SanDisk and Seagate shipping big ones
SD card and SATA hard drive
SanDisk and Seagate are shipping their largest ever storage SD cards and SATA drives respectively. Tomorrow they'll ship even larger ones.
SanDisk can deliver a 64GB Ultra SDXC memory card, SDXC being the successor to the SDHC card format. You can put more than a day's worth of high-def video on the card, at 9Mbits/s speed, and transfer them from digital recorder to PC. Its read speed is up to 15MB/sec. SanDisk says it has an exFAT - does this mean thin? - filesystem suited to long-duration video recording and the SD 3.0 format can support cards with a 2TB capacity.
Not many cameras support this format yet but more will be coming, from Canon for example.
Seagate is shipping a Constellation ES disk drive with the SD 3.0 capacity max - 2TB. It spins at 7200rpm and has either a 6Gbit/s SAS interface or the widely-used 3Gbit/s SATA one. We first heard about this 4-platter, nearline enterprise drive in November last year.
The company also has a desktop Barracuda XT rated at 2TB, 7200rpm and 6Gbit/s SAS. Western Digital has its 2TB Caviar Black with the 3Gbit/s SATA interface and the RE4-GP ditto product covering pretty much the same markets as Seagate. Hitachi GST mentioned a 2TB, 4-platter UltraStar in August last year; it's probably still sampling, while Samsung has a 2TB EcoGreen. That wraps up the 3.5-inch 2TB drive suppliers. Seagate's Constellation has the 6gig SAS lead, for now.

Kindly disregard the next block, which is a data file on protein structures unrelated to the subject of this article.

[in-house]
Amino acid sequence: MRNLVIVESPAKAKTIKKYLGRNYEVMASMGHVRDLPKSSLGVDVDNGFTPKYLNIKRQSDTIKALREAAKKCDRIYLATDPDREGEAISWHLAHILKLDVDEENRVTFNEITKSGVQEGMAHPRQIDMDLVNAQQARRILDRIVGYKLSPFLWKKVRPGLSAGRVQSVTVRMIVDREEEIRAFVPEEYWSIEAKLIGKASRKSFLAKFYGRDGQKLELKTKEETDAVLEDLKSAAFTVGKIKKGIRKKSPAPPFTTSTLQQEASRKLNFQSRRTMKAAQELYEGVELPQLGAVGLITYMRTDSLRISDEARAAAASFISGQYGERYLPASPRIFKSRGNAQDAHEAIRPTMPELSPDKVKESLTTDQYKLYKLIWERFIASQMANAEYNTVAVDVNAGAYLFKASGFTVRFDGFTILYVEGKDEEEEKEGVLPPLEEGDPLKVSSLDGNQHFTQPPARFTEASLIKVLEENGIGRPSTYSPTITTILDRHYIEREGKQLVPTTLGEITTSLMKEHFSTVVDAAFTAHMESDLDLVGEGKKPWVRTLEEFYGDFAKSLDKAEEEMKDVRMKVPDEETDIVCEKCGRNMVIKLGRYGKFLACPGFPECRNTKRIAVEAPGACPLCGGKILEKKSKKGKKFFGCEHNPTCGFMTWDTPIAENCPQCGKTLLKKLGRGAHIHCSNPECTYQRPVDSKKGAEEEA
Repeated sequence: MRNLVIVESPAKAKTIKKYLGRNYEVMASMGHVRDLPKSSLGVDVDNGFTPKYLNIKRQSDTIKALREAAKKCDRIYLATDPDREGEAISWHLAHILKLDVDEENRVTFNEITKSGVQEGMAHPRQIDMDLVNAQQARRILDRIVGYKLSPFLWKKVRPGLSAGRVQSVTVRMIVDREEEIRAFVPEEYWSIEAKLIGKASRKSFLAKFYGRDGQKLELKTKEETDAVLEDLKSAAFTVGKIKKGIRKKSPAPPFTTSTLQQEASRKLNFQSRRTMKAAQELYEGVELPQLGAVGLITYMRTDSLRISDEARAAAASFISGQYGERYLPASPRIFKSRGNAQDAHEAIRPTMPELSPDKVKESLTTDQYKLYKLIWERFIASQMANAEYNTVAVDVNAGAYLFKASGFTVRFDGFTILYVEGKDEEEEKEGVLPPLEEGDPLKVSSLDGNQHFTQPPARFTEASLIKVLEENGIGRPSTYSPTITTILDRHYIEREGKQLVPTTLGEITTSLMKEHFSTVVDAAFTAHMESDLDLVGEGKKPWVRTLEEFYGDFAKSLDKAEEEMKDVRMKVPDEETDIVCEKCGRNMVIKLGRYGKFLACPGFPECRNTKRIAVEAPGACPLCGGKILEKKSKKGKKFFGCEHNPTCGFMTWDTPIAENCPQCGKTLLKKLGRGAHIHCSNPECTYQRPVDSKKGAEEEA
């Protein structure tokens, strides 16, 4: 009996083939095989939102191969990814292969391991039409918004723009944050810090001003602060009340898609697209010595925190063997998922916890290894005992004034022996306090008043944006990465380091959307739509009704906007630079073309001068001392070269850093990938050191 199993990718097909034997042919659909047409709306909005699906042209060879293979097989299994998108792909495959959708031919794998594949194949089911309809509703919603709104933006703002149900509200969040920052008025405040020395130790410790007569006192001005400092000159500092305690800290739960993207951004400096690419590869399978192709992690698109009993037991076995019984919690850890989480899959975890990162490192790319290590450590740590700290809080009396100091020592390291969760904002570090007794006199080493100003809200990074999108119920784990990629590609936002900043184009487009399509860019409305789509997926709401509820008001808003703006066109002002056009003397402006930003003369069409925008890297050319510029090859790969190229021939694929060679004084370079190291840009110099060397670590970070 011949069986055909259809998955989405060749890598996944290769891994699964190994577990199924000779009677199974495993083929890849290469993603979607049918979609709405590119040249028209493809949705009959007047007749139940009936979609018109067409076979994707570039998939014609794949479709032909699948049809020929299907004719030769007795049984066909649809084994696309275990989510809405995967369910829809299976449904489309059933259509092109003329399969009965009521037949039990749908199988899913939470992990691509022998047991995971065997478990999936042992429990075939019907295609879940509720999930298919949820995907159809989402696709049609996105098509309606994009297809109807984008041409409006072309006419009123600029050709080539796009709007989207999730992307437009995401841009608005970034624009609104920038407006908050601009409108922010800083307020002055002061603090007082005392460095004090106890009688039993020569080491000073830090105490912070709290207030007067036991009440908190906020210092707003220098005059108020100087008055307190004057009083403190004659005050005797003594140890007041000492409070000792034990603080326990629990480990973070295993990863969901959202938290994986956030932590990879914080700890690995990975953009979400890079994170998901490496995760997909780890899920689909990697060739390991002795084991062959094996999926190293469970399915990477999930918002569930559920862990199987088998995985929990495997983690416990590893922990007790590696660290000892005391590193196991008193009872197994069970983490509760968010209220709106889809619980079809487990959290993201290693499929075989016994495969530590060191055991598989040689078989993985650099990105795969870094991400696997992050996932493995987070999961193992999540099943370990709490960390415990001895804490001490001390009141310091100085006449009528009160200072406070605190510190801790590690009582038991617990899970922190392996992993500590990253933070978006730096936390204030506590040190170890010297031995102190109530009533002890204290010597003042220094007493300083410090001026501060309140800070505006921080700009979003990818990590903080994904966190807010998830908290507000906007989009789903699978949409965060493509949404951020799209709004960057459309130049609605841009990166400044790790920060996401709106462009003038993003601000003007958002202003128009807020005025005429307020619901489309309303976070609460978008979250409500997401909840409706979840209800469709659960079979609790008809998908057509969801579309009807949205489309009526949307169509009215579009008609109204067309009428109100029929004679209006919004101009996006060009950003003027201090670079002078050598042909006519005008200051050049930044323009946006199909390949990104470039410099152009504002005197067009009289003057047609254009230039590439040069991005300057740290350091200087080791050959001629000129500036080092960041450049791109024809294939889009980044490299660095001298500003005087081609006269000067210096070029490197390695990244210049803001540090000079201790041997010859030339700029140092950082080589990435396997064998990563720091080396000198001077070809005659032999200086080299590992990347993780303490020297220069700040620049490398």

SanDisk's new SDXC card costs around $350 (£259.99) - it's not cheap. Seagate's Constellation ES comes in 500GB, 1TB and 2TB variants, and Span lists the 2TB model at $382, SATA gigabytes costing a whole less than SDXC ones. ®
Class 4? WTF!
a lousy 15MB/s for a 64GB device ... pffft!
Wake me up when they come out with a Class 10 version.
They were probably thinking of Windows.
They probably recomended exFAT so it can be read by a Windows machine without installing drivers.
That said, surely most non-technical people who buy cameras and the like install the software from a CDROM so EXT2 (or whatever) drivers could be included on this?
SDXC with SD3.0 doesn't quite cut it
So, this is a bit like the first SDHC cards that came out before the standard had stabilized. I'll wait a couple of months for the SD4.0 standard to be ratified.
And, -tim, the SDXC has a very specific raison d'etre - namely that it is physically compatible with the SD/SDHC (and to a large extent all the flavours of MMC).
Oh, you're not forced to use exFAT, it's still just a block device, so in theory you can use ext4 or whatever you want on it. It's still a shame that the SD consortium recommend a proprietary file system.